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My dearest Catherine,
I must first beg your forgiveness for my abundant use of exclamation marks in this correspondence, however there is no punctuation as well calculated to convey the nature of what has passed!

Following the odious Captain Whitley-Smith’s confession at the ball, Woodville and I determined to make all haste in departing to the coaching inn to rescue our poor Henrietta, who must by now be in desperate need of a new gown. Fashions have changed so since she was taken, Sister, I believe her to still be wearing green silk!
We unbound the Captain, and were progressing as silently as our costumes would allow along one of the assembly hall’s darkened empty corridors. Despite the knowledge that we would by and by be throwing ourselves once more into the face of grave danger, I could not help but notice how well my husband looked in his blue coat. However I had not yet composed myself, when we heard footsteps approaching.
“Those are not our footmen.” Said Woodville. “That is the sound of an ill fitting, inexpensive boot.”
Before we could conceal ourselves amongst the shadows twelve men all carrying muskets descended upon us!
Woodville seized Captain Whitley-Smith holding him before his person as though he were a shield, and prepared to fire at the men.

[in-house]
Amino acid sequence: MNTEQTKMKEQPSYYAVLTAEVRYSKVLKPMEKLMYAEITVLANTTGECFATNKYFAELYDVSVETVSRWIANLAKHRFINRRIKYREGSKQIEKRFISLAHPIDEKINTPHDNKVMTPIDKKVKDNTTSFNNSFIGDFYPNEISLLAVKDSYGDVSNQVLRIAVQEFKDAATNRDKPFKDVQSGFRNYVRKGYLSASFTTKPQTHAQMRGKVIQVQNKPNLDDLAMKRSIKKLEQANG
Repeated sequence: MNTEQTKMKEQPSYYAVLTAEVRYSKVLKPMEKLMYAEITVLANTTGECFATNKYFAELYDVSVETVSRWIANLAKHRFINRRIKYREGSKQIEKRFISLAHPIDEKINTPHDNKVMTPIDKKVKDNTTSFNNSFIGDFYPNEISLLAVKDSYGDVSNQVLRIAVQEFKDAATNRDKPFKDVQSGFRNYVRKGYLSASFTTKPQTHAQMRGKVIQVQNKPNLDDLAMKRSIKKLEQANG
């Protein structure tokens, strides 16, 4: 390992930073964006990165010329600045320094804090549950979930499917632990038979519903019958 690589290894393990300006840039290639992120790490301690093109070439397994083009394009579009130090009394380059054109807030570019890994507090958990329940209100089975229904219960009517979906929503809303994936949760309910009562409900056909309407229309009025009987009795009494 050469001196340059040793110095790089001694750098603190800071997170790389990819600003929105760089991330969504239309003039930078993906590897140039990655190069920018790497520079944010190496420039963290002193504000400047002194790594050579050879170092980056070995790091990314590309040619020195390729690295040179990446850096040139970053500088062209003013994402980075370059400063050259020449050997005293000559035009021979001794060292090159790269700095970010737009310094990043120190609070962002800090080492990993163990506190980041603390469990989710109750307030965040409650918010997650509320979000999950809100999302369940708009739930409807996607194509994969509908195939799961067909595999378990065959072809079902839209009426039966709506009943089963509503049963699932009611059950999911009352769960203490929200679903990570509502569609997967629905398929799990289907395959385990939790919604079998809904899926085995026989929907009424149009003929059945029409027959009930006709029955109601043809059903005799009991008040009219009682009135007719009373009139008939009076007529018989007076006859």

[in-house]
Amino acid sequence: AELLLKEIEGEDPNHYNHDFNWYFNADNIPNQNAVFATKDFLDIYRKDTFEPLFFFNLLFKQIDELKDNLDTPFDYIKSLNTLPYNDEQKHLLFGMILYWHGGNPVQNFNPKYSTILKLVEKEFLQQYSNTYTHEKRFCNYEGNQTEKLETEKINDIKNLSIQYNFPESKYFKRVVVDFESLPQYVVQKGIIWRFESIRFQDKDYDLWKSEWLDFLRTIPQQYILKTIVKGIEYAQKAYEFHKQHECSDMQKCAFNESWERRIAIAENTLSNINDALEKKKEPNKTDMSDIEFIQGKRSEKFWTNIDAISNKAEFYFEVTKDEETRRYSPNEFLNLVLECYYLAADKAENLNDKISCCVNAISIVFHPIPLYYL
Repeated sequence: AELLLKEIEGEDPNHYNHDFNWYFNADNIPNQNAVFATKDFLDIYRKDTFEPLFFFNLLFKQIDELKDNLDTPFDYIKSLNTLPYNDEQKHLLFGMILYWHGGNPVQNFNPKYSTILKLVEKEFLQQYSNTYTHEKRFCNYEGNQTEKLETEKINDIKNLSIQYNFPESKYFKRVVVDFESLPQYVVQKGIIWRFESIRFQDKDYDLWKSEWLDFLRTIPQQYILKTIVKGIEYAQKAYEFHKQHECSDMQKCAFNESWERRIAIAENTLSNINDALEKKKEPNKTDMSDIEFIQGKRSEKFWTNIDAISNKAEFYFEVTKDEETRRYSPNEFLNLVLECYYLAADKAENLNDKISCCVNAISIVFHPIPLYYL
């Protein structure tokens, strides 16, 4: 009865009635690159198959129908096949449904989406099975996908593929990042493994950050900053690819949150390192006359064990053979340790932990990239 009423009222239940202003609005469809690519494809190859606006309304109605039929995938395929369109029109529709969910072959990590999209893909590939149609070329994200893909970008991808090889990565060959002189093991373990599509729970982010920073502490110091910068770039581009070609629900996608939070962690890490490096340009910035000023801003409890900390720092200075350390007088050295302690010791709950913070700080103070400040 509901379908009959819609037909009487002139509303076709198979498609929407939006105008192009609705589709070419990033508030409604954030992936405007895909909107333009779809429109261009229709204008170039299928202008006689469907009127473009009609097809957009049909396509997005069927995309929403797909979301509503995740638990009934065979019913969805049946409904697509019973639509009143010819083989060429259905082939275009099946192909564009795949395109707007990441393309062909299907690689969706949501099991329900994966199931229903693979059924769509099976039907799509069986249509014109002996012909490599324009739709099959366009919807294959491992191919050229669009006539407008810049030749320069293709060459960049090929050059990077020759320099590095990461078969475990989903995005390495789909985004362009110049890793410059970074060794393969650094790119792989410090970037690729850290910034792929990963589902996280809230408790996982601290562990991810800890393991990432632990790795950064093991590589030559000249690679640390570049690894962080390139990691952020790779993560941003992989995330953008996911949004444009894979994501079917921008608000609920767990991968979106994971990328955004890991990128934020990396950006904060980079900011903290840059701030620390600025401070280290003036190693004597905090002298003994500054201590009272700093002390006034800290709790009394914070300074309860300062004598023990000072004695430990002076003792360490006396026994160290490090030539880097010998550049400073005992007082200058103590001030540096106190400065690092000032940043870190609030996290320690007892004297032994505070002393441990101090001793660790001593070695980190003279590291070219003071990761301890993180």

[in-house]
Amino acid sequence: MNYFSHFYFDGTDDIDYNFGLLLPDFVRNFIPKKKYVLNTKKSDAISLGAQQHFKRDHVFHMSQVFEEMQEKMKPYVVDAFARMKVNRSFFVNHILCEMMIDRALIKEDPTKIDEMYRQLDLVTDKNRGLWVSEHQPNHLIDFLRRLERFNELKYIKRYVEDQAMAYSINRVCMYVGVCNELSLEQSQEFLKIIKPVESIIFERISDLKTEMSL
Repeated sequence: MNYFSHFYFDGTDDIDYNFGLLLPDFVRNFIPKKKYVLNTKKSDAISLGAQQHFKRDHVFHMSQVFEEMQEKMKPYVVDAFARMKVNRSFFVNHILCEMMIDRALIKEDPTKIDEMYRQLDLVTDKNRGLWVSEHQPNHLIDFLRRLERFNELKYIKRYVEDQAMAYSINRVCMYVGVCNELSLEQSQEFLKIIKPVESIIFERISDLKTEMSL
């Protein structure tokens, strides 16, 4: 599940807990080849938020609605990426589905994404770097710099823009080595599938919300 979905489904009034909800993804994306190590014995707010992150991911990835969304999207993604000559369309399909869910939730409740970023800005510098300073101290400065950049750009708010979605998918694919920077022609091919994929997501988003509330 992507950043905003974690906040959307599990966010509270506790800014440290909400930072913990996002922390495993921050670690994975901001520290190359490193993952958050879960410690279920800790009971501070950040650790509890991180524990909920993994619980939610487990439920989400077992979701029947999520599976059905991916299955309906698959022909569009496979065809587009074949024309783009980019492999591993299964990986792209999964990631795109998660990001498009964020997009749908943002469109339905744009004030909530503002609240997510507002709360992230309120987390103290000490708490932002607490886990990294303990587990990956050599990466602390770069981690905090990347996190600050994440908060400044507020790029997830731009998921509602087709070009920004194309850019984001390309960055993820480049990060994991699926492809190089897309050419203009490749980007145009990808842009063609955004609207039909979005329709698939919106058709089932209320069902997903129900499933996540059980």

“Lower your pistols!” the largest man spoke with an intolerable French accent. “Pray place your weapons upon the floor!”
As no agreeable alternative presented itself I conceded in ill humour. Woodville however did not surrender at once. To my utter shock the Frenchman then proceeded to show an absolute want of decency and disregard for propriety, seizing me from behind and holding his weapon to my temple, thus disarranging my curls in a most infuriating manner!
“Unhand me, you vile creature! How dare you treat me thus!” I cried, truly grieved by the situation.
“Lord Woodville, if you do not relinquish Captain Whitley-Smith and your weapon it is your wife that shall suffer!” The Frenchman spoke again.
“You son of a churl!” Said Woodville in deepest vexation, he dropped his pistol to the ground with great reluctance and lessened his hold on Captain Tobias Whitley-Smith.
The Captain instantly took command.
“Monsieur Canard,” Said he to the Frenchman “It would seem that Lord and Lady Woodville have discovered a little more about our affairs than I find altogether pleasing. I think it would be prudent to extend our hospitality to them, thus preventing them from throwing our next scheme into jeopardy. I doubt that his footman will feel their absence too severely. I believe he is engaged at present in dancing with a Miss Winifred, who it would appear, is in possession of all the amiable qualities so often associated with ladies of consequence.”